Quote of the Week

"The key is to commit crimes so confusing that police feel too stupid to even write a crime report about them."
Randy K. Milholland, Something Positive Comic
10-30-03. Web Comic Pioneer

Saturday, February 9, 2013

The Body In Blackwater Bay by Paula Gosling

Paradise Island, home to nine cottages mostly owned by generations of the same families soon becomes more of a hell for the residents when a dead body appears. Before the reader learns of that crime, even more sinister ones are described in the prologue. Red herrings abound in this tale of spoiled vacations, incorrect assumptions, tangled relationships, some outright bigotry and various modern day crimes such as spousal abuse and smuggling of one kind or another.
Every character in this book is interesting in some way and many have motives to protect their summer island retreat.  Jack Stryker, hero of another Gosling series, shows up to help local sheriff solve the crime of murder.  Swamps, storms, bug, and heat all add to the authenticity of a summer island retreat.  The description of a town meeting going terribly wrong and prying media being held off are spot on.  Most of the dynamic characters were women, some strong, some not so strong, one pretty evil although we don’t find that out until the end.  The women definitely drive the story forward and most everyone has known someone like at least one of them.
The action was possible, the emotions and actions were reasonable and the murderer a complete surprise.  I have decided to catch up with quite a few more of Goslings books as this one was thoroughly enjoyable.
Gosling, who was born in Michigan, has resided in the U.K. since the 1960s. She has received the Gold Dagger Award, the John Creasey Award for Crime Fiction. One of her works, A Running Duck, was later made into a movie starring Sylvester Stallone. Her books are available in public libraries, on Amazon, and many are available for e-readers.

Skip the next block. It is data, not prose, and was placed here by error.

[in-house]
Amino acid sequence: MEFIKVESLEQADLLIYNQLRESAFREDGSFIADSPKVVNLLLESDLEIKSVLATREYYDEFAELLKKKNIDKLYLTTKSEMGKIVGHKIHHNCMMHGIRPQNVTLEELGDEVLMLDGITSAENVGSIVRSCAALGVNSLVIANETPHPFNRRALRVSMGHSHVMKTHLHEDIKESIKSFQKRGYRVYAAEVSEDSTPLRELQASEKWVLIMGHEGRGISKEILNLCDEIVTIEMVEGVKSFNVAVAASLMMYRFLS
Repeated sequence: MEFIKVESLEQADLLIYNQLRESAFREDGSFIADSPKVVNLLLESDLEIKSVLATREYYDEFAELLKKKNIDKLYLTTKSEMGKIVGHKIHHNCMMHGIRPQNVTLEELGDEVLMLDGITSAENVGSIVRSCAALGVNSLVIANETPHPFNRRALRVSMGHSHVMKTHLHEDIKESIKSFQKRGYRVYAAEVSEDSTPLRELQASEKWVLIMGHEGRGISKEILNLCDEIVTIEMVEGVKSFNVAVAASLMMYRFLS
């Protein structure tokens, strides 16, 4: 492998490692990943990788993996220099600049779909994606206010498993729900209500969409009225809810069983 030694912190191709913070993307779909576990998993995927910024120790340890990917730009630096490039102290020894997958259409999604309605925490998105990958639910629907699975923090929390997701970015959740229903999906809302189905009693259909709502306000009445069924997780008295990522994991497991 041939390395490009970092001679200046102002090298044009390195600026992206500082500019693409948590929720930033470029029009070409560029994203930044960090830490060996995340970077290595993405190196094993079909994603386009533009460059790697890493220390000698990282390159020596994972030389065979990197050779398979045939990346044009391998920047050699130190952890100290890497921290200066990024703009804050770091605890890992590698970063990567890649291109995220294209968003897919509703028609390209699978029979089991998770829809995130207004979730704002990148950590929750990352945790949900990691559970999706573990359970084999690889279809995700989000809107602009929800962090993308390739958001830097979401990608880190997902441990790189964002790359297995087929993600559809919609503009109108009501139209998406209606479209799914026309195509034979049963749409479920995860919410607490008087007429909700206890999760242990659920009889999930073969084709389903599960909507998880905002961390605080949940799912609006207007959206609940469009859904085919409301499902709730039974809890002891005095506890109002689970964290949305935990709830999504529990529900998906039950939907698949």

Midnight Come Again by Dana Stabenow

All the typical attributes of Alaska are present in Midnight Come Again one of a series of mysteries featuring Kate Shugak, private investigator and Aleut native.
It is only too easy to believe in the possibility of taking on a whole new identity in the wilds the coastal regions of this state where disappearing on purpose seems quite easy. Kate’s remote lifestyle, frontier cabin in woods miles from nearest neighbor, let her exit go unnoticed for months. A change of career and new hairstyle finished the deception.
 The why of her departure becomes quickly obvious and then her involvement in the search for missing plutonium with former friend Alaska State Trooper Jim Chopin sets up action that includes salmon fishing, suspicious Russians, a notable number of red herrings, and some of the most intriguing characters to be met between the pages of a book.  And then, of course, there is Mutt, half wolf, half husky and 100% loyal to Kate.